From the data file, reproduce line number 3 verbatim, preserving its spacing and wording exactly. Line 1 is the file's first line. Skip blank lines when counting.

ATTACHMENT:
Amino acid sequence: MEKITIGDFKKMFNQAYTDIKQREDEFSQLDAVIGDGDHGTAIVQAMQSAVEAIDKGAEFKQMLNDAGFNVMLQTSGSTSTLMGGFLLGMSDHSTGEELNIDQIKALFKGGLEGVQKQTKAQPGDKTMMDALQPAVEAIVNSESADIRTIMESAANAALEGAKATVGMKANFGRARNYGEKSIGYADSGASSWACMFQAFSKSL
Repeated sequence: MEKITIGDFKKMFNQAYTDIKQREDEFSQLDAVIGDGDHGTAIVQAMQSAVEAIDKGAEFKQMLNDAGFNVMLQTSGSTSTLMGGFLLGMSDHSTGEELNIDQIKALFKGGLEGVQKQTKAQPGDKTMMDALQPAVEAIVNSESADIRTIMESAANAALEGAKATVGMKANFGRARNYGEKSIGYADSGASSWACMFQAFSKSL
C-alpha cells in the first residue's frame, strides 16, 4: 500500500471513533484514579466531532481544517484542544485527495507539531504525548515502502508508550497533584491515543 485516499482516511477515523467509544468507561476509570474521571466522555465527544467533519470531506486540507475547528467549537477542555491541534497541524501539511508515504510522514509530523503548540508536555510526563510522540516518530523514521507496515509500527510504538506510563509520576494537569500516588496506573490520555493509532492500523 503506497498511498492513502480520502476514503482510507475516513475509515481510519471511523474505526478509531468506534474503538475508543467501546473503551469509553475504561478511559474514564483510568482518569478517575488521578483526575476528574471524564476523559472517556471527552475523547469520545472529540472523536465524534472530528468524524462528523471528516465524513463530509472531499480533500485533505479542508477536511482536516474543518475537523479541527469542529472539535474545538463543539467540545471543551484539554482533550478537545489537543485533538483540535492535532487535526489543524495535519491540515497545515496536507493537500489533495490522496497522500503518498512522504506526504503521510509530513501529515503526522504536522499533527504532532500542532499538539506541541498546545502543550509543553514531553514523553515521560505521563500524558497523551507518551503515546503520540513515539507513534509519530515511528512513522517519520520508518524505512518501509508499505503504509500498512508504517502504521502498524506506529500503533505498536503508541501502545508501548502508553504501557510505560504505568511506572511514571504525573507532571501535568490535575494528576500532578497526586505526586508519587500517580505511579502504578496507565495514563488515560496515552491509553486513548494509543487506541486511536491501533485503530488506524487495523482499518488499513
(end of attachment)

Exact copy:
C-alpha cells in the first residue's frame, strides 16, 4: 500500500471513533484514579466531532481544517484542544485527495507539531504525548515502502508508550497533584491515543 485516499482516511477515523467509544468507561476509570474521571466522555465527544467533519470531506486540507475547528467549537477542555491541534497541524501539511508515504510522514509530523503548540508536555510526563510522540516518530523514521507496515509500527510504538506510563509520576494537569500516588496506573490520555493509532492500523 503506497498511498492513502480520502476514503482510507475516513475509515481510519471511523474505526478509531468506534474503538475508543467501546473503551469509553475504561478511559474514564483510568482518569478517575488521578483526575476528574471524564476523559472517556471527552475523547469520545472529540472523536465524534472530528468524524462528523471528516465524513463530509472531499480533500485533505479542508477536511482536516474543518475537523479541527469542529472539535474545538463543539467540545471543551484539554482533550478537545489537543485533538483540535492535532487535526489543524495535519491540515497545515496536507493537500489533495490522496497522500503518498512522504506526504503521510509530513501529515503526522504536522499533527504532532500542532499538539506541541498546545502543550509543553514531553514523553515521560505521563500524558497523551507518551503515546503520540513515539507513534509519530515511528512513522517519520520508518524505512518501509508499505503504509500498512508504517502504521502498524506506529500503533505498536503508541501502545508501548502508553504501557510505560504505568511506572511514571504525573507532571501535568490535575494528576500532578497526586505526586508519587500517580505511579502504578496507565495514563488515560496515552491509553486513548494509543487506541486511536491501533485503530488506524487495523482499518488499513